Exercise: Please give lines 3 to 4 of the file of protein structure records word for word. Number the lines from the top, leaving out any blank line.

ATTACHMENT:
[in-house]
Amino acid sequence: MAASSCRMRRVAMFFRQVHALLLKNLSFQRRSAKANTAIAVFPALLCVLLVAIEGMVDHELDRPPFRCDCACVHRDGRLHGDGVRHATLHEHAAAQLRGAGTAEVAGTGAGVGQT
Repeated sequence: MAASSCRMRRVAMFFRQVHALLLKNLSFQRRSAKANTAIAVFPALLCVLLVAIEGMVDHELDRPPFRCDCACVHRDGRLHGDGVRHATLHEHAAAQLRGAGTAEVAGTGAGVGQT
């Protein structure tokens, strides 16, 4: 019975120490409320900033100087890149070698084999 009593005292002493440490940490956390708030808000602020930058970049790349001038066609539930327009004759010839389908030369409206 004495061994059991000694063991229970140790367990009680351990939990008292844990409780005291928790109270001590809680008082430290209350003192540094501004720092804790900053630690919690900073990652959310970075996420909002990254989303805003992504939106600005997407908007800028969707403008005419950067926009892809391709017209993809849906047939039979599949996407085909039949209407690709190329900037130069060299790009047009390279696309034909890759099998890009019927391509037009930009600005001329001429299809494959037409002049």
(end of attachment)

Repeated sequence: MAASSCRMRRVAMFFRQVHALLLKNLSFQRRSAKANTAIAVFPALLCVLLVAIEGMVDHELDRPPFRCDCACVHRDGRLHGDGVRHATLHEHAAAQLRGAGTAEVAGTGAGVGQT
């Protein structure tokens, strides 16, 4: 019975120490409320900033100087890149070698084999 009593005292002493440490940490956390708030808000602020930058970049790349001038066609539930327009004759010839389908030369409206 004495061994059991000694063991229970140790367990009680351990939990008292844990409780005291928790109270001590809680008082430290209350003192540094501004720092804790900053630690919690900073990652959310970075996420909002990254989303805003992504939106600005997407908007800028969707403008005419950067926009892809391709017209993809849906047939039979599949996407085909039949209407690709190329900037130069060299790009047009390279696309034909890759099998890009019927391509037009930009600005001329001429299809494959037409002049």